Faced with simultaneous hearings, Trump chooses to attend arguments in the hush money case. 

When Donald Trump first appeared in a Manhattan courthouse in April for his arraignment on hush money allegations, it was both momentous for the country and unique for the former president. 

However, in the following year, Trump faced four further indictments and spent around three weeks in New York courtrooms for his civil trials, pleading not guilty to all allegations in each.  

The unusual became the standard for a former president facing several felony charges while running for president.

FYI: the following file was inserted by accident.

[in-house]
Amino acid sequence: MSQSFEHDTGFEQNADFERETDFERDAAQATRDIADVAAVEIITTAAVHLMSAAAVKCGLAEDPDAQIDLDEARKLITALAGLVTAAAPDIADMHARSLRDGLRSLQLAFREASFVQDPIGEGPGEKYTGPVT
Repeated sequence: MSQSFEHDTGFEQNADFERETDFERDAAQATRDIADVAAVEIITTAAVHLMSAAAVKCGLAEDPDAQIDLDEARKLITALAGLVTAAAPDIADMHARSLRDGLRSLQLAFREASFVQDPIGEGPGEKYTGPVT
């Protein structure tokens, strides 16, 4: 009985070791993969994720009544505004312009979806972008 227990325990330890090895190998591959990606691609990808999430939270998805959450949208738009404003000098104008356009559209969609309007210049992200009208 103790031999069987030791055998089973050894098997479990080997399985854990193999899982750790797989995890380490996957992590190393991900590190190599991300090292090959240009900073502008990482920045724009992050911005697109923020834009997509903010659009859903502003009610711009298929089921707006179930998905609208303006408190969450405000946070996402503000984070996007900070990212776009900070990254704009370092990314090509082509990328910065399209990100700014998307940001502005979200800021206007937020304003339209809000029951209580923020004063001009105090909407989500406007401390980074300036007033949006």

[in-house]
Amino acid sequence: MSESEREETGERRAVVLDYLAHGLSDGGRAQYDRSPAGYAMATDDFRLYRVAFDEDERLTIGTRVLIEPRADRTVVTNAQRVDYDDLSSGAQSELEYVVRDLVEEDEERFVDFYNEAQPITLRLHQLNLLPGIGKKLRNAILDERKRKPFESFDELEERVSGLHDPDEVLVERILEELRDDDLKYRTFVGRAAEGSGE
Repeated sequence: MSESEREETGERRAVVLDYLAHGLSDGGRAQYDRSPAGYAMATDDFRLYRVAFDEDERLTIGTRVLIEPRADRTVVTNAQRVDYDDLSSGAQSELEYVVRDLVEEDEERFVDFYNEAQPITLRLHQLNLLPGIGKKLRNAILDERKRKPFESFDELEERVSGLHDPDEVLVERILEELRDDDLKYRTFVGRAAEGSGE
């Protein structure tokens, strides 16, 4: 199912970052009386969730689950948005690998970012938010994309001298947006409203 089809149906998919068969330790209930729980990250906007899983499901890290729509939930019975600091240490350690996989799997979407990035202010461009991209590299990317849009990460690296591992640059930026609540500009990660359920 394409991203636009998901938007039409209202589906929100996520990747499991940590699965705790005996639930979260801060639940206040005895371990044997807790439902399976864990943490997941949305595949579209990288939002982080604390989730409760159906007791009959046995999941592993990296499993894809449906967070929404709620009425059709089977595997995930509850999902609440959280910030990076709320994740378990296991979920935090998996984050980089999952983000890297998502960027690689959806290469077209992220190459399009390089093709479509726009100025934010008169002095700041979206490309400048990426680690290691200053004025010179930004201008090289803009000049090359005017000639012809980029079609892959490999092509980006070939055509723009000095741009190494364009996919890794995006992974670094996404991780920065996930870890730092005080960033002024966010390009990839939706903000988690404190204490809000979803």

Trump is to return to that same New York courthouse on Thursday for the final planned hearing before his March 25 trial for what prosecutors call "an expansive and corrupt criminal scheme" to conceal facts from voters ahead of the 2016 election. 

Trump pled not guilty to all counts and denied any misconduct. 

Juan Manuel Merchan, the judge supervising the case, scheduled Thursday's hearing late last year to address pretrial petitions and set the trial date, which seems to be Trump's first criminal trial of the year. 

In October, Trump's attorneys submitted a request to dismiss the allegations, claiming that the prosecution was politically motivated, interfered with the 2024 election, was barred by the statute of limitations, and included other technical flaws. 

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